Death and Dying as a Black Studies Professor
The toxicity of racism at Portland State
Ethan Johnson | 11/19/2019, 2 p.m.
While some might think it hyperbole to begin a paper claiming a relationship between death and dying and being a tenured professor at a large public university, I think it is a valid claim. It is just a fact that many of the Black people, most of them men and some of whom were and are my friends, at Portland State are sick, dying or dead.
After the PSU Board of Trustees, an unelected group of overwhelmingly white men, voted to arm PSU security, the first person campus police shot and killed was Jason Washington, a Black person, married and a father of two. A fight broke out in front of a bar on campus and he was carrying a gun which he was permitted to carry. It fell out in the fight and when he tried to grab it the cops shot and killed him. As is usually the case, the rule of impunity prevailed here and no one was held accountable in any substantive way. The struggle against arming the police force was strong and overwhelmingly students and faculty expressed they did not want an armed police force on campus. We already have one, the Portland Police Bureau, who have a long history of killing Black and poor people with impunity.
I have taught in the Black Studies Department for 15 years at PSU. One of the courses I teach is called Racism. For years I have used a video in this class called Unnatural Causes, which has a section in it called “When the Bough Breaks.” This part of the documentary makes the case that racism not only maintains inequality across institutions, it also makes us sick. The literature is well established here with many peer reviewed articles demonstrating how the stress of daily racism gets into our bodies and over works us causing breakdowns in our hearts, reproductive systems and other areas of our bodies. I remember one young Black women student realizing after seeing the video that if she wanted to have children she should have them young because if she did not, the compounded stress of racism on her reproductive system could very likely endanger her child. This is premeditated murder.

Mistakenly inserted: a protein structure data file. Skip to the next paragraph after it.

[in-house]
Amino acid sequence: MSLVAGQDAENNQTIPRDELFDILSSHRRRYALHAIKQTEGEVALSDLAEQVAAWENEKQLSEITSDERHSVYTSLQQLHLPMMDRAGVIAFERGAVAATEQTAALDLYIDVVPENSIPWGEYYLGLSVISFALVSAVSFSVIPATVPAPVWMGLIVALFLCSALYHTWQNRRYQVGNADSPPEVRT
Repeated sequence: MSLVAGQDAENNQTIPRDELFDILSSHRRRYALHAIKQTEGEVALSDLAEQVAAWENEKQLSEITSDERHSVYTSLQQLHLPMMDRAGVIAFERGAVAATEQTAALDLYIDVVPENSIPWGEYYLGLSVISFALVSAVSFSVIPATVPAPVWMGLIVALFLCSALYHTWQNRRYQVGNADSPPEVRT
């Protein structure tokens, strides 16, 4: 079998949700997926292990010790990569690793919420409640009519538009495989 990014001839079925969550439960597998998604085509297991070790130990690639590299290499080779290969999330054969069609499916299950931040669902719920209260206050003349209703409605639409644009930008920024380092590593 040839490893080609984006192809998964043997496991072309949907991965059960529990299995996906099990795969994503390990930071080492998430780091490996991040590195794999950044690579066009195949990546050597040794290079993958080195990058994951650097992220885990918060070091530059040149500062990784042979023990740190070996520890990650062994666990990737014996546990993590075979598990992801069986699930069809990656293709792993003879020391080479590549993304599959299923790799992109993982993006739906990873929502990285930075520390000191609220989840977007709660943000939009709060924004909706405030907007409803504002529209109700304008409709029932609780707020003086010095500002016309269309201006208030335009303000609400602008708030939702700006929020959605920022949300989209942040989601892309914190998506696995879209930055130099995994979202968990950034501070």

Mainstream white society has the facts to show that racism makes us sick and causes premature death, but does nothing to change the conditions. A very frustrating part about this is we Black people can sometimes and often do blame ourselves for our failing physical and/or mental health. However, as Joao Acosta Vargas shows in his article “The Liberation Imperative of Black Genocide,” it is society built on white supremacy and anti-blackness that must be held accountable.
Jason Washington’s death is, as are the hundreds of others that happen each year at the hands of the police, understood among many Black people as the state’s intent to keep Black people down. More subtle forms, while not always causing death, do cause suffering and remain much easier for mainstream/white society to exculpate themselves from and us to blame ourselves for or to just remain confused.